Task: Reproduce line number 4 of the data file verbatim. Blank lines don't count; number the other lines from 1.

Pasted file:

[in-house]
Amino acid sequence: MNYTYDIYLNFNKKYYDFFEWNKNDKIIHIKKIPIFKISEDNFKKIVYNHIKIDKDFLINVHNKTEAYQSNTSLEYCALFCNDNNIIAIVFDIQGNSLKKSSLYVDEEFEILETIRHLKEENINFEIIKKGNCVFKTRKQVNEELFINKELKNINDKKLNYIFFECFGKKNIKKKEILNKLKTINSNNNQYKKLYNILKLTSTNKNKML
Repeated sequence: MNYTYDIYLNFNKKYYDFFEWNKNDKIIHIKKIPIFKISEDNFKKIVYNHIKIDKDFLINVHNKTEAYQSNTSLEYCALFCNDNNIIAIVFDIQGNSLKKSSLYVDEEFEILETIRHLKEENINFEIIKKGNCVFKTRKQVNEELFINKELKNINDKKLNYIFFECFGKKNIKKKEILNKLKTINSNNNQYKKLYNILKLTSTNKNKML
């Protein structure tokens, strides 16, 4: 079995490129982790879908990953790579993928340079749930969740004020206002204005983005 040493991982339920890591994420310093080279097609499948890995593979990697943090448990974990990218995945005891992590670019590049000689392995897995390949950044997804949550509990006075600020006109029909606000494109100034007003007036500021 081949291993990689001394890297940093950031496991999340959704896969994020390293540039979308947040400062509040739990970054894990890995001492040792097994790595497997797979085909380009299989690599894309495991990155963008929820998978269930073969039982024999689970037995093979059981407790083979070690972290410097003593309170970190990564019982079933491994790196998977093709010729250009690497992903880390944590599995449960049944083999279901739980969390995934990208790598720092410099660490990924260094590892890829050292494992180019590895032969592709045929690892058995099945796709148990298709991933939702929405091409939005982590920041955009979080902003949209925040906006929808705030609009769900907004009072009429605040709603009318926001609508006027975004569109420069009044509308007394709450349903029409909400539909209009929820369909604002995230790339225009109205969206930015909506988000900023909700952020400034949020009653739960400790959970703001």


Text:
């Protein structure tokens, strides 16, 4: 079995490129982790879908990953790579993928340079749930969740004020206002204005983005 040493991982339920890591994420310093080279097609499948890995593979990697943090448990974990990218995945005891992590670019590049000689392995897995390949950044997804949550509990006075600020006109029909606000494109100034007003007036500021 081949291993990689001394890297940093950031496991999340959704896969994020390293540039979308947040400062509040739990970054894990890995001492040792097994790595497997797979085909380009299989690599894309495991990155963008929820998978269930073969039982024999689970037995093979059981407790083979070690972290410097003593309170970190990564019982079933491994790196998977093709010729250009690497992903880390944590599995449960049944083999279901739980969390995934990208790598720092410099660490990924260094590892890829050292494992180019590895032969592709045929690892058995099945796709148990298709991933939702929405091409939005982590920041955009979080902003949209925040906006929808705030609009769900907004009072009429605040709603009318926001609508006027975004569109420069009044509308007394709450349903029409909400539909209009929820369909604002995230790339225009109205969206930015909506988000900023909700952020400034949020009653739960400790959970703001």